Briefs: Baby Antebellum is born; Billy Ray Cyrus calls off the divorce
Plus, Tim McGraw and Faith Hill put their weekend retreat on the market
• Lady Antebellum’s Hillary Scott and her husband, the band’s drummer Chris Tyrrell, welcomed their first child today in Nashville. Daughter Eisele (pronounced Eyes-lee) Kaye Tyrrell was described by the new mom on her social media pages as a “beautiful angel.”
People.com reports the baby’s name is a combination of Chris’s mother’s maiden name and Hillary’s mom’s middle name (Kaye).
“She is incredibly gorgeous,” the proud father tells People.
Billy Ray Cyrus and his wife Tish, have called off their planned divorce for the second time, ExtraTV.com reports. The couple—parents of Miley Cyrus—filed separate divorce petitions last month, but E! reporter Ken Baker recently talked with Tish Cyrus, who confirmed they intend to stay married.
Extra quotes Baker as saying, “I spoke to Tish and she told me they both woke up and realized they love each other and decided they want to stay together. They recently went into couples therapy, something they hadn’t done in 22 years of being together, and it’s brought them closer together and really opened up their communication in amazing ways.”
Tish Cyrus posted this social media photo (right) of herself and her husband last night with the caption, “Date Night.”
Billy Ray Cyrus previously filed for divorce in 2011, but later withdrew the petition.
Tim McGraw and Faith Hill have put their Williamson County, Tenn., farm on the market for $20 million, reports The Tennessean.
The property at 4009 Carters Creek Pike, which is a weekend getaway for the family about 45 minutes from downtown Nashville, sits on 753 acres. It includes a 3,330-square-foot restored log home, an antebellum home known as Beechwood Hall and a 12-stall barn with a caretaker residence, according to The Tennessean.
The couple maintains a primary residence in Nashville, along with other real estate holdings. The listed property, known as Bear Creek Farm, has a Franklin mailing address, but it is actually in Leiper’s Fork.
McGraw and Hill purchased the property through a pair of transactions about 12 years ago, according to tax records obtained by The Tennessean. They bought about 353 acres for $5 million and the other roughly 400 acres for $8.75 million.
Beechwood Hall, built in 1856, was part of Williamson County’s largest plantation and was one owned by another country music star, Hank Williams. Watch the realtor’s video of the gorgeous property here and view a photo gallery here.
CMT.com got what it calls the “gory details” of Jake Owen’s July 7 go-kart accident in a new interview with the singer. Owen says he was at a party in North Carolina and racing go-karts on a track when he flipped over while driving at about 40 miles per hour.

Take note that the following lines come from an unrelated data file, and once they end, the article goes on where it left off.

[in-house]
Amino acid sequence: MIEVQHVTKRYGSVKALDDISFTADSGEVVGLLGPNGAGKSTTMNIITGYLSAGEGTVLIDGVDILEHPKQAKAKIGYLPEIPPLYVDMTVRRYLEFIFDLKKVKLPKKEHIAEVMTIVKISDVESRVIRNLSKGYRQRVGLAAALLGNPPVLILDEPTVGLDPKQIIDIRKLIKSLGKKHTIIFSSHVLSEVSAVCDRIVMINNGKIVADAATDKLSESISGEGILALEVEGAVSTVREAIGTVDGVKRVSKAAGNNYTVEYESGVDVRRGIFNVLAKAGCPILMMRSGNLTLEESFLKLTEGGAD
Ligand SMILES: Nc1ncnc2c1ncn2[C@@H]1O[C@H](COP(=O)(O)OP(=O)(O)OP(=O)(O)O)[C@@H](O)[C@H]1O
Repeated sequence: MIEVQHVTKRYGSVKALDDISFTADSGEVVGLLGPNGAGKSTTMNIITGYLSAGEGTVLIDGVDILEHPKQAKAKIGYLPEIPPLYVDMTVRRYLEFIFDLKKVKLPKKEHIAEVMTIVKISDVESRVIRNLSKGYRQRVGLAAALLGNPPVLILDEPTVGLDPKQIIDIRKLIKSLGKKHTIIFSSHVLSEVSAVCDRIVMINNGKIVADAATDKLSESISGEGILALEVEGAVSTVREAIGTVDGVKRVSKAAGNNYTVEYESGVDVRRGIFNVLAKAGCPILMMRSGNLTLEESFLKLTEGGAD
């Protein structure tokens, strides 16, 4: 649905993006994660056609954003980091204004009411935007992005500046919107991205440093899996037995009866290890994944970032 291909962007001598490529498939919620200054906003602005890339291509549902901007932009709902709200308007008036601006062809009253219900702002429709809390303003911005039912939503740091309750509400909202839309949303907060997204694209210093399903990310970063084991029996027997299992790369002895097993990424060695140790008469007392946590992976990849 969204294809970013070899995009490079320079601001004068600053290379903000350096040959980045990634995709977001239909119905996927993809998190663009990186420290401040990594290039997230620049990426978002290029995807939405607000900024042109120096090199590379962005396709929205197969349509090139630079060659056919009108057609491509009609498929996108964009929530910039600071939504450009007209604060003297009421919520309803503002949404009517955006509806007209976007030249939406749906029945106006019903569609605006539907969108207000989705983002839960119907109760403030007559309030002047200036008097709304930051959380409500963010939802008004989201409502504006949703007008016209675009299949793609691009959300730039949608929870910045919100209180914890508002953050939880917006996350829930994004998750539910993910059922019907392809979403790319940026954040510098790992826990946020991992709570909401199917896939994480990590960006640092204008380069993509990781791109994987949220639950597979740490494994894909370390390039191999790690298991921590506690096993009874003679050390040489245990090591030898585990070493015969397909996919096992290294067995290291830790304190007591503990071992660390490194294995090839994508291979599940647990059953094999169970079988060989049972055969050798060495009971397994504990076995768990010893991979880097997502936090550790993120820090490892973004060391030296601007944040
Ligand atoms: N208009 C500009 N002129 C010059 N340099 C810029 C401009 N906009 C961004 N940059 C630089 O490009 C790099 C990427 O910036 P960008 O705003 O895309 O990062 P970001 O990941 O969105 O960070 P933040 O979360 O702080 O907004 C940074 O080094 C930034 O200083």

“It was just a very, very random thing,” he tells CMT. “Things like that just happen to me.
“I was coming around this corner, and I spun it and I flipped it and I rolled it,” he says. “I landed, and then I was like, 'What the . . . ?’ I had a full racing jacket on, helmet, gloves and everything. But I just stood up, and everybody was like, ‘Whoa, whoa, whoa’ because they saw me flip on my head and then flip back over. So I was like, ‘I’m fine, I’m fine.’ But then I was like, ‘God, my hand hurts.’ Then I looked at my hand and the glove was just disintegrated. After seeing that, I was in shock.”
Owen says his first thought was, “‘Am I gonna be OK for my wife and my little girl?' I don’t care about my hand,” he says. “Nobody has come up to me and been like, ‘Hey, man. Sorry to hear about your hand. I bet it sucks that you can't hold your baby right now.’ Everyone's more like, ‘I bet that sucks you can't play guitar.’ I can’t even hold [baby] Pearl right now. That’s the worst part about it. I could care less about guitar.”
Owen tells CMT his hand was sewn up in a North Carolina hospital (where he is pictured above in a photo he tweeted), but after flying home the next day he had surgery immediately. “They basically put my fingers back on,” he says. “I have 40 stitches, from the interior out. I shattered my fingers—the bones inside. The doctor said it was like taking a cinderblock and dropping it on your hand. Like it spider webbed the bones inside my fingers. So he had to suture the bones back up to even make it a bone and then put a screw in there to keep it together.”
As for his level of pain, Owen said, “It hurts like crazy.” Nevertheless, he went right back to touring.
“My first show back after it was when we played Boston,” he tells CMT. “All I could think about was, ‘I’m not about to bail on Boston, a city where people just lost arms and legs and from this coward [expletive] bomber.’ I thought that if those people are Boston strong, then I’m gonna be Boston strong. It’s a just a finger. If you lose a finger, you can still sing. You still have the ability to make a living. But some of those people will never walk again because of something that wasn’t even their fault. Mine was self-inflicted. So I’m an idiot. It’s my fault.”
Owen remains unsure whether he will regain full use of his hand. “The doctors don’t know the prognosis,” he tells CMT. “Until it heals—maybe in eight more weeks —we won't know. I don't know if I'll ever be able to bend my fingers the same, which is weird because I like to play golf. There are so many things I wanna do—hold Pearl, golf, play guitar. I can’t even go on my boat. I mean, I can float around, but I like to surf. But mostly, I just want to hold Pearl.”
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